Science is practically a main character in THE MARTIAN, but author Andy Weir — through Mark — breaks it down into language that was completely accessible to me, a total layman. Even though practically every page contains Mark working through calculations, conducting chemistry experiments, or engineering unorthodox solutions to his problems, the narrative never felt bogged down by it, nor was I ever confused. Everything from the technology to Mark’s methods to NASA’s reactions were all presented in such a compelling and believable way that I occasionally had to remind myself that this was science fiction, not a true story.

THE MARTIAN is everything I want in science fiction. High stakes, excellent pacing, unexpected humor, an amazing premise, smart yet accessible science, and fully realized characters that I miss once the last page is turned. It easily launched itself to the top of my list of favorite books, and is a story I look forward to re-reading many, many times. 100 out of 5 stars.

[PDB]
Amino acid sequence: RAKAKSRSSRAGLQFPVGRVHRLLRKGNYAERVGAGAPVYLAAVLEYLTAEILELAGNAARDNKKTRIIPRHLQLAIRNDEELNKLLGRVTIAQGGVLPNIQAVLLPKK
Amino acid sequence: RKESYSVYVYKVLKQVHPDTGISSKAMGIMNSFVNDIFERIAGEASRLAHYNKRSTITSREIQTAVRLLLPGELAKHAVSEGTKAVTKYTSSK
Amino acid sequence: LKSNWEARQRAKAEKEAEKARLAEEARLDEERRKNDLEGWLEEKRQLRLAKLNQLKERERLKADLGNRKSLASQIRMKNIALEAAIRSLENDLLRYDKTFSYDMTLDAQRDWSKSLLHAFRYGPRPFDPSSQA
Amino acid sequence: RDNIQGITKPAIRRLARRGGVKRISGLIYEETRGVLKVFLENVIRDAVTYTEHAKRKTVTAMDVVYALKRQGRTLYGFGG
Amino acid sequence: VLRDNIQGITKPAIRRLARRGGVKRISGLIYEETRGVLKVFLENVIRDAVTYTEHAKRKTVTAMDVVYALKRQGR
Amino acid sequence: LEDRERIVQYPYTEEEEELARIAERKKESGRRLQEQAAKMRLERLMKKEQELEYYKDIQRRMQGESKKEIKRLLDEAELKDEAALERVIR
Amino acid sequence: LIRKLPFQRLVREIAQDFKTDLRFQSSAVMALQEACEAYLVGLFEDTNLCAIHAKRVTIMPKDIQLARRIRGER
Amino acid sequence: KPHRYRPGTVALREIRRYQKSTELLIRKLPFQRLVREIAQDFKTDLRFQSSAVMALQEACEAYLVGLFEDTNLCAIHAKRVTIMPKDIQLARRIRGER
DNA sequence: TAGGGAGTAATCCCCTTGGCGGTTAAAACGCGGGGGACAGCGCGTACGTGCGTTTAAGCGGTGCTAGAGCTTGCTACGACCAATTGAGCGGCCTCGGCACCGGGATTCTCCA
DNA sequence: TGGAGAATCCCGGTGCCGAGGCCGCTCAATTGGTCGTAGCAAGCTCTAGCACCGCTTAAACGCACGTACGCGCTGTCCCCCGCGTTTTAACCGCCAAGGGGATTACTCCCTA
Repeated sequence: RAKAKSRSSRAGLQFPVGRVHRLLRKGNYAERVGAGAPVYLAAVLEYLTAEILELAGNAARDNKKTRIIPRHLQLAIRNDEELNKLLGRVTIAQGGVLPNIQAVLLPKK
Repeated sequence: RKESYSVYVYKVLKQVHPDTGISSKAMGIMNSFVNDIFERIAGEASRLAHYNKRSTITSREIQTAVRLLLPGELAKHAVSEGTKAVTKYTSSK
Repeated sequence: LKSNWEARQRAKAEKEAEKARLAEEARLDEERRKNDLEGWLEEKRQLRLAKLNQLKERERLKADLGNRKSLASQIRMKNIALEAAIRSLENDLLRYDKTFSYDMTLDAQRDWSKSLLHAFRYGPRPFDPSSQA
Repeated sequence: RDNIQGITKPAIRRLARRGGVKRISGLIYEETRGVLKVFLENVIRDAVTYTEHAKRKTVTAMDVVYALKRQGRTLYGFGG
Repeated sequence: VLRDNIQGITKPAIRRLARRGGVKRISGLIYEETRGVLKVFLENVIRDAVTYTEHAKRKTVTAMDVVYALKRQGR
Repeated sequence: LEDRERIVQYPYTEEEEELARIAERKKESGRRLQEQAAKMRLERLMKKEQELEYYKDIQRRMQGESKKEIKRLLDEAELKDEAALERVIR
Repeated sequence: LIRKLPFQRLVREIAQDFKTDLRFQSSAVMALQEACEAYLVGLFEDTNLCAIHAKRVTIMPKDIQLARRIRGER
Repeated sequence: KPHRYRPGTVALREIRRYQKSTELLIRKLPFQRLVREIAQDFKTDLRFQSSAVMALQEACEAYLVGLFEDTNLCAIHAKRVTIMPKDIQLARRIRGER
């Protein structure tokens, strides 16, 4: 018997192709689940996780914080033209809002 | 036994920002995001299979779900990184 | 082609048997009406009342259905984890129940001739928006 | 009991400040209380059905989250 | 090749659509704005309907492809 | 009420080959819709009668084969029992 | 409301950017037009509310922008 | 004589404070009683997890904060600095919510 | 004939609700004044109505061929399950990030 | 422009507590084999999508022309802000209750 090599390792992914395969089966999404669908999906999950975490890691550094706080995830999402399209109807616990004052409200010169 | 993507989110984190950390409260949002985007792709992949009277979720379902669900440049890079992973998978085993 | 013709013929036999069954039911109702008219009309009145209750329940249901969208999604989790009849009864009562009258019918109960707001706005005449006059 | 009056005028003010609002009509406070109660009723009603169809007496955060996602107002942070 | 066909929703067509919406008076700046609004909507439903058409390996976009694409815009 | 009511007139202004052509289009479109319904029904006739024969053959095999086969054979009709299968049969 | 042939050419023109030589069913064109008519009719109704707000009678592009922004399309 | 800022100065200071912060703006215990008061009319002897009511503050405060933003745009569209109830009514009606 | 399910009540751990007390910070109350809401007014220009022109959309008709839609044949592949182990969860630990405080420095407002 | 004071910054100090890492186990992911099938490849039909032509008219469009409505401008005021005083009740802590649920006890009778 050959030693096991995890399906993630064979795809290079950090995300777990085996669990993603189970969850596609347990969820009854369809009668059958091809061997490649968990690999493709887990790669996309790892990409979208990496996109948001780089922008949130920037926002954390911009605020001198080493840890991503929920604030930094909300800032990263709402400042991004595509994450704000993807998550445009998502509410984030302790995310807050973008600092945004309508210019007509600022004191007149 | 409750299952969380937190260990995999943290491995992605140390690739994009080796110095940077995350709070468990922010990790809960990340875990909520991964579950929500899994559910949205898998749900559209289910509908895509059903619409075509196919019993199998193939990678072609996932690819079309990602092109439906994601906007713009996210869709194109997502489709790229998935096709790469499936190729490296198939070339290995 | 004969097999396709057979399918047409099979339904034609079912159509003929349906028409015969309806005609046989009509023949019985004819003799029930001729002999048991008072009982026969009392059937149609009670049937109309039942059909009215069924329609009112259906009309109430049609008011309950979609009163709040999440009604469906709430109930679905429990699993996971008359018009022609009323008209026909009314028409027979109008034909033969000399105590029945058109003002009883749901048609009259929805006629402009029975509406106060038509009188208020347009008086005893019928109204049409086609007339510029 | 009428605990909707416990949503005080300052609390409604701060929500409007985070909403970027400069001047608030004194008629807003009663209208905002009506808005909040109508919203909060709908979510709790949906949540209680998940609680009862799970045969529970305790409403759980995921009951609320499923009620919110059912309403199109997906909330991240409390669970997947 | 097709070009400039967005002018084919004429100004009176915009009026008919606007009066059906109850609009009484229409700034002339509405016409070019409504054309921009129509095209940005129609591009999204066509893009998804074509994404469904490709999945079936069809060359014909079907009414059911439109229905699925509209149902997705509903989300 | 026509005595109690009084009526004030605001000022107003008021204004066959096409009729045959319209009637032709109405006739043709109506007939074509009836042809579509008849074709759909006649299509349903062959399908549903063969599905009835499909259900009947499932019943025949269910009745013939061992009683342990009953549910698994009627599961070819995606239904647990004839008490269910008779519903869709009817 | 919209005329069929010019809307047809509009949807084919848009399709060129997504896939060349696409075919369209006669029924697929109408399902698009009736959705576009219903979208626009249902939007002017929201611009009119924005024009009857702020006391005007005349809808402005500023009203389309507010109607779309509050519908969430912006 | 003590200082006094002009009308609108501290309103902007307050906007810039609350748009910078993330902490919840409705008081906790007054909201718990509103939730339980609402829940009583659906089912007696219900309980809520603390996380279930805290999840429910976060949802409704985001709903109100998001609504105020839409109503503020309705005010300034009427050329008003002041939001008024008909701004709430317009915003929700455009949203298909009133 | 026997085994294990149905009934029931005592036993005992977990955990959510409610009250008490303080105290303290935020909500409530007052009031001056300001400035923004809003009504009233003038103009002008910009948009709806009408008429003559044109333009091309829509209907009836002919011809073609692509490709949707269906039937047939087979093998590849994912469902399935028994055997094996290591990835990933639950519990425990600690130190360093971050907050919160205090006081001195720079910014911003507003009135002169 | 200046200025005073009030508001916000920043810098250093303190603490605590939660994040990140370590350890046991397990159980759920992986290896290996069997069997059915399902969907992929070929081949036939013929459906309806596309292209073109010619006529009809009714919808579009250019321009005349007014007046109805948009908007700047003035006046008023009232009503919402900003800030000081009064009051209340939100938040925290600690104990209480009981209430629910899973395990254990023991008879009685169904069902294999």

Jurassic World: Trying yet again to recapture the magic of Jurassic Park

I’m beginning to think that Jurassic Park was lightning in a bottle.

This weekend, Jurassic World will stomp into theaters like a rampaging T-Rex, the third in a series of heretofore disastrous sequels attempting to recapture the magic of Spielberg’s original dino-masterpiece. But while it comes closer than either of its predecessors to giving me what I wanted in a Jurassic follow-up, it still fell far short of the jaw-dropping wonder of the first film. And after two cringe-worthy sequels and one lukewarm one, I’m starting to wonder if Hollywood should just stop trying.

Lots of Jurassic World winds up feeling like a dull shadow of Jurassic Park, like someone studied the original film, making notes of random plot and character points, and then tweaked them for this movie without considering what purpose they served in the original.